Learning about finances is just like eating vegetables: no one really wants to do it, but we all know we should. The same is true for talking about how to create a budget for your business. It isn’t sexy, like how to increase your income and followers, but it’s key to your success as a work-at-home-mom.
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Not setting aside money for your work-at-home business is one of the most common mistakes I see among mompreneurs. It stinks, but the raw truth is, it takes money to make money. No matter what kind of business you have, you need a financial plan, which means creating a budget with as much detail as possible.
The question is, how?
It’s different than setting personal financial goals or a home budget since you may not have bills rolling in every month to help you plan. In fact, you may not even know how much money you should be setting aside and/or investing. The good news is, you’re the boss so you have the freedom to make plans and adjust them as needed.
Before you start crunching numbers…
If you’re new to running a home business, you need to get some things figured out.
First, talk to someone who runs the same type of business you do and gather some ball-park figures. Ask:
- How much to expect to spend the first few years
- What kinds of expenses to anticipate
- Which expenses are non-negotiable and which can be eliminated
Second, talk to your spouse or significant other.
This might be a chicken-and-egg situation. You may want to have some hard numbers to approach them with, or you may want to discuss the budget from the very beginning. The point is, your spouse must be on board with the fact that you will need to spend money.
How to Create a Budget for Your Business
Assuming you’ve already talked to someone else who does what you do, gather your own data. You’ve been saving receipts, right? (If you haven’t been saving receipts, start now!)
You need a realistic picture of what you’ve already spent. Then ask yourself these questions:
- Is this amount more or less than what you thought?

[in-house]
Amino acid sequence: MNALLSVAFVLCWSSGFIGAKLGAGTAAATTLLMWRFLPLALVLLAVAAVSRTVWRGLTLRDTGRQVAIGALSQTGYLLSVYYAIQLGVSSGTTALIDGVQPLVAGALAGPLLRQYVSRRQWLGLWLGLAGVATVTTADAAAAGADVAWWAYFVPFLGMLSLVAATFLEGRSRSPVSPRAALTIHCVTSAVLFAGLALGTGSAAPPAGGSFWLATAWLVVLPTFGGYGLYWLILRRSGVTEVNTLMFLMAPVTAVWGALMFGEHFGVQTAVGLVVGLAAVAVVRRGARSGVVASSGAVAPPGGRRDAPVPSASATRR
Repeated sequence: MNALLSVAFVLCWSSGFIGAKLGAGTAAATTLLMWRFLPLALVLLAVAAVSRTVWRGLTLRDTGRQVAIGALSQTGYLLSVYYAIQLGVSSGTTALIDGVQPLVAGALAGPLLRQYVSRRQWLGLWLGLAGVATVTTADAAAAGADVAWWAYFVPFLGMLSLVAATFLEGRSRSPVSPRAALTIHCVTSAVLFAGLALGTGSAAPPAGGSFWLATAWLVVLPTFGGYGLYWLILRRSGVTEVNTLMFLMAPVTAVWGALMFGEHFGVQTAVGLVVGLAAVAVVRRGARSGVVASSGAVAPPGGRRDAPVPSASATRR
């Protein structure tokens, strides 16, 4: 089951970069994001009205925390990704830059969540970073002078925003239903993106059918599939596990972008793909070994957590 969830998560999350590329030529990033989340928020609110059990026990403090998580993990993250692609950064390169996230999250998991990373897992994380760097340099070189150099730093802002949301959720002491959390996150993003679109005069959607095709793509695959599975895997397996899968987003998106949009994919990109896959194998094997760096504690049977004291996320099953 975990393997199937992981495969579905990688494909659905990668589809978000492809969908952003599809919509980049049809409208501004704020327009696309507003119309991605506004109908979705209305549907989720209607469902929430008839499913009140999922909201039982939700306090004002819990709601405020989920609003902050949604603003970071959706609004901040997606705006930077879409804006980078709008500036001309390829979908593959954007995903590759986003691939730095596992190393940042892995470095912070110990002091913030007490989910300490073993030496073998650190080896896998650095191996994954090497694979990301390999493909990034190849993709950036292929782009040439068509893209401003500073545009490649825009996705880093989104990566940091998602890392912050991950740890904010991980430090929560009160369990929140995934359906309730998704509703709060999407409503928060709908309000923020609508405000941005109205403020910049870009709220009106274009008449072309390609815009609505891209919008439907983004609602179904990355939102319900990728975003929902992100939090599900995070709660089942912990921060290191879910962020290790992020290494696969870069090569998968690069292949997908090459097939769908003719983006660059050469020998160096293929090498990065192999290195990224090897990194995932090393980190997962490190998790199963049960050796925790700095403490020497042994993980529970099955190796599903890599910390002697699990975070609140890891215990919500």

- What expenses haven’t been included that you need to add?
- Were your expenses front-loaded or are they recurring?
Plan Expenses Going Forward
What have you not spend money on that you need to going forward? Here are some common expense categories:
- Training and development–classes, seminars, webinars, books, conferences
- Office supplies–toner, pens, files, labels (I love me some office supplies!)
- Technology—computers, printers, cell phones, software
- Personnel–virtual assistants, hired help for household duties and/or childcare
- Travel–mileage, hotels, meals
- Subscriptions–professional magazines, recurring expenses such as social media aids BoardBooster, Tailwind, Mass Planner
- Professional dues–membership to organizations that further your career
- Advertising–Facebook ads, marketing materials
- Materials–if you produce a product, you need raw materials
Of course there are a multitude of expenses not mentioned here. Much will depend on what kind of home-based business you run. For example, a fitness coach will need fitness clothes and possibly weights and such. You get the idea.
Make a Plan
Once you know roughly how much money you’ll need overall, you need to break it down further. Define whether expenses are:
Then you need to decide HOW to pay for each item on your list. Where will the money come from–checking account, Paypal, separate business account?
**Most people starting out do not have a separate business account but it’s a good idea to establish one**
You may need to consider a good budgeting tool to help you stay on top of your income and expenses. The more detailed you are, the better.
Consider these helps as you create a budget for your business:
A Few Last Tidbits When Creating a Budget for Your Business
The first thing to remember is that you’re the boss! Be a kind one 🙂 There are a few other things to keep in mind:
- Weigh your budget in light of your income
- Decide how long your budget can be sustained based on income projections
- Have a backup plan to cover expenses on lean months
- Make adjustments as new information comes to light–your budget can be flexible
- Keep your spouse in the loop
- Don’t feel guilty about spending on your business
Did you catch that? DON’T FEEL GUILTY about spending money on your business. It’s necessary! If you build your business on a cheap foundation, it will show.
While creating a budget for your home business isn’t the most fun thing to do–again, we’re talking vegetables here–you’ll be glad once it’s done. You’ll better position yourself and your business for success!